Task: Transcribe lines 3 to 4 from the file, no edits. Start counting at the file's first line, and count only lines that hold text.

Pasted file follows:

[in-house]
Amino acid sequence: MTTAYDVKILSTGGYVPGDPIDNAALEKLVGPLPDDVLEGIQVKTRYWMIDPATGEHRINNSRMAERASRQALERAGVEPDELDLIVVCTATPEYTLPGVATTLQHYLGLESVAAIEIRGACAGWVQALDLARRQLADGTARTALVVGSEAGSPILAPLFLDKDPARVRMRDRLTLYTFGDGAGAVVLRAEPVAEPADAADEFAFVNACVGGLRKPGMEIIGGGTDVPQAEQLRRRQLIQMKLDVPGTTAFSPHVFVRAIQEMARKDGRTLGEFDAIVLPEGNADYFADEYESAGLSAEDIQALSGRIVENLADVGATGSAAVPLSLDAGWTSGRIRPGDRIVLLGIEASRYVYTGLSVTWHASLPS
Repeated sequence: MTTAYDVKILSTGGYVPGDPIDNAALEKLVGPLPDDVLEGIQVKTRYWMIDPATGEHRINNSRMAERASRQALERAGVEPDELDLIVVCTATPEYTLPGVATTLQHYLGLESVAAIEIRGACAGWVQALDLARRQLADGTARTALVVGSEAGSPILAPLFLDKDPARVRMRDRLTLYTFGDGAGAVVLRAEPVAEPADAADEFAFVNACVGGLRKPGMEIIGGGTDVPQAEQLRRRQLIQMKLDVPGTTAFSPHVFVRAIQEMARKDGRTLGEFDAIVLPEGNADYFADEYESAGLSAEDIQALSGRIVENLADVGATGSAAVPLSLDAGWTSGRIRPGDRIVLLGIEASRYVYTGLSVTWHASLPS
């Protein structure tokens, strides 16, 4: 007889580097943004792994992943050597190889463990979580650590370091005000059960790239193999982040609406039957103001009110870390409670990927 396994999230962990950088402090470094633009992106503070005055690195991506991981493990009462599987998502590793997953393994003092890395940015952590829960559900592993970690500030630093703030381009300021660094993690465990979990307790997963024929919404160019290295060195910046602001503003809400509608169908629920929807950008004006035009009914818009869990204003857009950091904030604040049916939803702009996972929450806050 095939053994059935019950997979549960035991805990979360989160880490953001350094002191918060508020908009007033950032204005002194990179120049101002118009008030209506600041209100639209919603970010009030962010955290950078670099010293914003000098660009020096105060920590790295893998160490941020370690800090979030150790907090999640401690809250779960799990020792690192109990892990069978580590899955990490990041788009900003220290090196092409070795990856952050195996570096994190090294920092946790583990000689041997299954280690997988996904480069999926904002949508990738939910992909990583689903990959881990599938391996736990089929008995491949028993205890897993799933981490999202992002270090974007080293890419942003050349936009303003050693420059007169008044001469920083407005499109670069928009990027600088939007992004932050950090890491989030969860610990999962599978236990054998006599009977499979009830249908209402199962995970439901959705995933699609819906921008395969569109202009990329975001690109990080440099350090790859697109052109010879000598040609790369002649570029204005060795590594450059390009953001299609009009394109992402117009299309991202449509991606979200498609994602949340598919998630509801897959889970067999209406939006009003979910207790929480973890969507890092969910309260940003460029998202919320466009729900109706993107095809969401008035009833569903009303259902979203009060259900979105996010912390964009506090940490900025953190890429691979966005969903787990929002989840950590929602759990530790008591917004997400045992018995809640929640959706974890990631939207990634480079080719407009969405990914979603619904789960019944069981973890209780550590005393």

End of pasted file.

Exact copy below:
Repeated sequence: MTTAYDVKILSTGGYVPGDPIDNAALEKLVGPLPDDVLEGIQVKTRYWMIDPATGEHRINNSRMAERASRQALERAGVEPDELDLIVVCTATPEYTLPGVATTLQHYLGLESVAAIEIRGACAGWVQALDLARRQLADGTARTALVVGSEAGSPILAPLFLDKDPARVRMRDRLTLYTFGDGAGAVVLRAEPVAEPADAADEFAFVNACVGGLRKPGMEIIGGGTDVPQAEQLRRRQLIQMKLDVPGTTAFSPHVFVRAIQEMARKDGRTLGEFDAIVLPEGNADYFADEYESAGLSAEDIQALSGRIVENLADVGATGSAAVPLSLDAGWTSGRIRPGDRIVLLGIEASRYVYTGLSVTWHASLPS
């Protein structure tokens, strides 16, 4: 007889580097943004792994992943050597190889463990979580650590370091005000059960790239193999982040609406039957103001009110870390409670990927 396994999230962990950088402090470094633009992106503070005055690195991506991981493990009462599987998502590793997953393994003092890395940015952590829960559900592993970690500030630093703030381009300021660094993690465990979990307790997963024929919404160019290295060195910046602001503003809400509608169908629920929807950008004006035009009914818009869990204003857009950091904030604040049916939803702009996972929450806050 095939053994059935019950997979549960035991805990979360989160880490953001350094002191918060508020908009007033950032204005002194990179120049101002118009008030209506600041209100639209919603970010009030962010955290950078670099010293914003000098660009020096105060920590790295893998160490941020370690800090979030150790907090999640401690809250779960799990020792690192109990892990069978580590899955990490990041788009900003220290090196092409070795990856952050195996570096994190090294920092946790583990000689041997299954280690997988996904480069999926904002949508990738939910992909990583689903990959881990599938391996736990089929008995491949028993205890897993799933981490999202992002270090974007080293890419942003050349936009303003050693420059007169008044001469920083407005499109670069928009990027600088939007992004932050950090890491989030969860610990999962599978236990054998006599009977499979009830249908209402199962995970439901959705995933699609819906921008395969569109202009990329975001690109990080440099350090790859697109052109010879000598040609790369002649570029204005060795590594450059390009953001299609009009394109992402117009299309991202449509991606979200498609994602949340598919998630509801897959889970067999209406939006009003979910207790929480973890969507890092969910309260940003460029998202919320466009729900109706993107095809969401008035009833569903009303259902979203009060259900979105996010912390964009506090940490900025953190890429691979966005969903787990929002989840950590929602759990530790008591917004997400045992018995809640929640959706974890990631939207990634480079080719407009969405990914979603619904789960019944069981973890209780550590005393």